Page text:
Relationships are central to teaching and learning. Establishing a real relationship with every student, their parents, your colleagues and supervisor is the foundation for a successful learning partnership that will make teaching a joy.
Do you remember a teacher who connected with you as an individual? Maybe they took the time to listen, fi nd out about your interests and give you opportunities to incorporate your passions into your learning. I bet those teachers were your favorite people and that because of it you worked harder to succeed in school.
To establish yourself as an important learning leader to your students take the time to get to know them. Since you’re the adult be a “roll” model and get the ball rolling by sending out introductory letters or postcards to students before the year begins. Tell them who you are, what your interests are and how exciting it is that you will be working together. Gear your communications appropriately for your grade level. Do a quick welcome to school postcard for Kindergarten, adding information as you move up in grades and even moving to cards or a letter for upper grades. Be prepared to get mail back and when you do, answer it!
Writing back and forth is a great way to have a private dialogue that lets students know they are valued. This can be carried on throughout the year in different forms such as continued correspondence, e-mail, student learning reflections and teacher validation or two-way journals.
Although you may feel like you have a lot of students remember each of them is the most important person in your classroom to their parents. As you are getting to know students and their parents make sure you are sharing who you are with them. Be visible and available before and after school and use every opportunity to share your commitment and vision for learning. Unless you are in a job share situation, each of your students only has one teacher and they want to know who you are, what you stand for and what to expect from you. If you start out letting everyone get to know you, you can’t fail to succeed with students and get their parents to support you.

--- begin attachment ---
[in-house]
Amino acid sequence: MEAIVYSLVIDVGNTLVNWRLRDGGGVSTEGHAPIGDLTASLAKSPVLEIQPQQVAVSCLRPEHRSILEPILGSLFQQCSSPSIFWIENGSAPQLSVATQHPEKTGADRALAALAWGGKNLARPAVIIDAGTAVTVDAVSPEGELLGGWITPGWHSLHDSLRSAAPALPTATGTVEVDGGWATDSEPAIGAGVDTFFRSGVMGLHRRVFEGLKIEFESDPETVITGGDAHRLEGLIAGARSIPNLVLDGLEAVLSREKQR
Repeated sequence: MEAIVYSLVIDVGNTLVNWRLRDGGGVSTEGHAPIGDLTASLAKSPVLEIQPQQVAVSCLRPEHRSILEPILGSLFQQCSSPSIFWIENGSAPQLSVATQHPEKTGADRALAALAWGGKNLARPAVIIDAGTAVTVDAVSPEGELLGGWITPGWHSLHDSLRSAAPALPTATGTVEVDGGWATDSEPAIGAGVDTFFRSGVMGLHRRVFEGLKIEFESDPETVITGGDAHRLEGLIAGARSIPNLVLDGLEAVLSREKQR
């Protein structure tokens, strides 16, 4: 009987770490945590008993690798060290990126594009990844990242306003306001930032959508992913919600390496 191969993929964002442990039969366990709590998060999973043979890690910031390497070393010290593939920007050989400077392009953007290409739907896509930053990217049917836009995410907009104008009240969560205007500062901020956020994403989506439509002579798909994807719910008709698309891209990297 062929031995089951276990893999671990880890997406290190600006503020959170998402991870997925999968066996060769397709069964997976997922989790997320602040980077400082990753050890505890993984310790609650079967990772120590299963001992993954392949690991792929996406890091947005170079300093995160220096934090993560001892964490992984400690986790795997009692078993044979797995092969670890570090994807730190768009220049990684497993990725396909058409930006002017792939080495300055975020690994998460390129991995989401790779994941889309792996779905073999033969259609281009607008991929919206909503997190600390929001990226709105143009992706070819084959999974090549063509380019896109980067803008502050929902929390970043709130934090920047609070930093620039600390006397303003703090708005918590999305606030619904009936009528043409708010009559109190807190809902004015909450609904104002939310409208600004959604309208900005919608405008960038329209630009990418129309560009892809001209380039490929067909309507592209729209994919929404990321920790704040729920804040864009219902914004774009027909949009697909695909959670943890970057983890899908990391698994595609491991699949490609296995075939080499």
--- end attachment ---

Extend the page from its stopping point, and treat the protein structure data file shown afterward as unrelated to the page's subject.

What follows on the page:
I experienced a master at work one year when I went to my son Chase’s Back to School Night. The teacher, Anita Sanchez met each parent at the door with a gracious handshake and welcome. Her beautiful classroom was set up for each of us to sign in and fi nd our child’s desk which had the 1st grade standards, class policies and procedures and a note from each child on it.
Mrs. Sanchez got up in front of the class, smiled at everyone and began a power point presentation by saying:
“I’d like to share the twenty reasons I love getting up and coming in to teach each day.”
The slides showing every child in the class experiencing their fi rst week of fi rst grade made every parent sigh and fall in love with Mrs. Sanchez. With one graceful action she conveyed how she felt about our kids, shared what their activities and learning looked like in action and she showed us that she valued each and every one of them.
As you’re connecting with students and parents make sure you also spend quality time with your teaching partners and talk with your supervisor regularly. Ask for feedback and be prepared to actually listen to it and use it. Offer your opinion when asked and practice diplomacy.
It’s easy to get super involved in your classroom and forget that you are part of a larger learning community. Tend to each part of your learning community by making sure you know and understand your students, parents, colleagues and supervisor. Your work to create relationships will result in positive relationships that sustain and enrich you and your teaching.
© 2009, Susan Guerrero.
Susan Guerrero is passionate about teaching and learning. A K-12 teacher, specialist, staff developer, university instructor, principal, and education al ambassador, Susan is an advocate for parents, students, and teachers. She is the Executive Director of The Heart of Learning Foundation and lives in Pleasanton, California with her son and daughter.